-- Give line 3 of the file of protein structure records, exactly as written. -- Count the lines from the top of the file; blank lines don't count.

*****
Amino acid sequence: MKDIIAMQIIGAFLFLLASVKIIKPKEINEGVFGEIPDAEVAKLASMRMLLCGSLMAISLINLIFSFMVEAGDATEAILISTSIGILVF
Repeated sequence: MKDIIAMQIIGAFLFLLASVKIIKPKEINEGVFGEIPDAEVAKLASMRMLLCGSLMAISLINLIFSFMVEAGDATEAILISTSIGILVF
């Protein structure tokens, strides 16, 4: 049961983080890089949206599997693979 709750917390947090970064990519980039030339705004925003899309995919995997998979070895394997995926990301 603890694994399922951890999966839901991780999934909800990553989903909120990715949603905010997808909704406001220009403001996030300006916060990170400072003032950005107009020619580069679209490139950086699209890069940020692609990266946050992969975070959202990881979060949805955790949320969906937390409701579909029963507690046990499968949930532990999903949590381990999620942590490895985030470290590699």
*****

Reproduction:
């Protein structure tokens, strides 16, 4: 049961983080890089949206599997693979 709750917390947090970064990519980039030339705004925003899309995919995997998979070895394997995926990301 603890694994399922951890999966839901991780999934909800990553989903909120990715949603905010997808909704406001220009403001996030300006916060990170400072003032950005107009020619580069679209490139950086699209890069940020692609990266946050992969975070959202990881979060949805955790949320969906937390409701579909029963507690046990499968949930532990999903949590381990999620942590490895985030470290590699």